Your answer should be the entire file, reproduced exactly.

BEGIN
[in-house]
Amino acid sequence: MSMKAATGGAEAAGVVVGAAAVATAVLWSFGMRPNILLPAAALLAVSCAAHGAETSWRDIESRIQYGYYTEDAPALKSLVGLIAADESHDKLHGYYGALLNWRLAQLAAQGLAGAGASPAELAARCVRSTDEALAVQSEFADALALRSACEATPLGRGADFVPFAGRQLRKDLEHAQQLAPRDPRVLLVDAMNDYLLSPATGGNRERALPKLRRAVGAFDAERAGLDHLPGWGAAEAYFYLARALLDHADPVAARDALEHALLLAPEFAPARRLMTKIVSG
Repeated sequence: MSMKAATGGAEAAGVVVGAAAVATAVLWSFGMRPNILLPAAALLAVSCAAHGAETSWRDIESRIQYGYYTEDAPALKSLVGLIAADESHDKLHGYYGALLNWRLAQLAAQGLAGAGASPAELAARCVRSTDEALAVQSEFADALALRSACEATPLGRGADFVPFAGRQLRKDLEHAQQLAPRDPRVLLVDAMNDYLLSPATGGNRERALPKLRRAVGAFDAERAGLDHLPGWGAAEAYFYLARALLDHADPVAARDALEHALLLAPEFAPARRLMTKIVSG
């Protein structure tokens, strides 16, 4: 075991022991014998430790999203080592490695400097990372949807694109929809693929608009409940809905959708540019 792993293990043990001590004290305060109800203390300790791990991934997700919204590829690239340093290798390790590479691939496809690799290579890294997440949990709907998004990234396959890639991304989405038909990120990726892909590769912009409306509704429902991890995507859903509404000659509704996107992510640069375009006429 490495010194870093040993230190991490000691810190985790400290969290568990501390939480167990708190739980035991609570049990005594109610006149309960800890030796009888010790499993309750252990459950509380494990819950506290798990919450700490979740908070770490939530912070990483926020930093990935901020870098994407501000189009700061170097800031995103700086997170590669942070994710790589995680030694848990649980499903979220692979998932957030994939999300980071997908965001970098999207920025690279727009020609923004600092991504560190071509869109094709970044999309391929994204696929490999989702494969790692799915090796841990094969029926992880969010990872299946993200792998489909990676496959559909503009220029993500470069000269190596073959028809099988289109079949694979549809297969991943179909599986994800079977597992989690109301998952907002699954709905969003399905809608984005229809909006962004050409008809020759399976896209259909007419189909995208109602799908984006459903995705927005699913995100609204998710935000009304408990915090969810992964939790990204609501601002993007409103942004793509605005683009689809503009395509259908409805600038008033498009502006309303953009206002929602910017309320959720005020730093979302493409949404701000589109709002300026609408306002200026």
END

[in-house]
Amino acid sequence: MSMKAATGGAEAAGVVVGAAAVATAVLWSFGMRPNILLPAAALLAVSCAAHGAETSWRDIESRIQYGYYTEDAPALKSLVGLIAADESHDKLHGYYGALLNWRLAQLAAQGLAGAGASPAELAARCVRSTDEALAVQSEFADALALRSACEATPLGRGADFVPFAGRQLRKDLEHAQQLAPRDPRVLLVDAMNDYLLSPATGGNRERALPKLRRAVGAFDAERAGLDHLPGWGAAEAYFYLARALLDHADPVAARDALEHALLLAPEFAPARRLMTKIVSG
Repeated sequence: MSMKAATGGAEAAGVVVGAAAVATAVLWSFGMRPNILLPAAALLAVSCAAHGAETSWRDIESRIQYGYYTEDAPALKSLVGLIAADESHDKLHGYYGALLNWRLAQLAAQGLAGAGASPAELAARCVRSTDEALAVQSEFADALALRSACEATPLGRGADFVPFAGRQLRKDLEHAQQLAPRDPRVLLVDAMNDYLLSPATGGNRERALPKLRRAVGAFDAERAGLDHLPGWGAAEAYFYLARALLDHADPVAARDALEHALLLAPEFAPARRLMTKIVSG
């Protein structure tokens, strides 16, 4: 075991022991014998430790999203080592490695400097990372949807694109929809693929608009409940809905959708540019 792993293990043990001590004290305060109800203390300790791990991934997700919204590829690239340093290798390790590479691939496809690799290579890294997440949990709907998004990234396959890639991304989405038909990120990726892909590769912009409306509704429902991890995507859903509404000659509704996107992510640069375009006429 490495010194870093040993230190991490000691810190985790400290969290568990501390939480167990708190739980035991609570049990005594109610006149309960800890030796009888010790499993309750252990459950509380494990819950506290798990919450700490979740908070770490939530912070990483926020930093990935901020870098994407501000189009700061170097800031995103700086997170590669942070994710790589995680030694848990649980499903979220692979998932957030994939999300980071997908965001970098999207920025690279727009020609923004600092991504560190071509869109094709970044999309391929994204696929490999989702494969790692799915090796841990094969029926992880969010990872299946993200792998489909990676496959559909503009220029993500470069000269190596073959028809099988289109079949694979549809297969991943179909599986994800079977597992989690109301998952907002699954709905969003399905809608984005229809909006962004050409008809020759399976896209259909007419189909995208109602799908984006459903995705927005699913995100609204998710935000009304408990915090969810992964939790990204609501601002993007409103942004793509605005683009689809503009395509259908409805600038008033498009502006309303953009206002929602910017309320959720005020730093979302493409949404701000589109709002300026609408306002200026």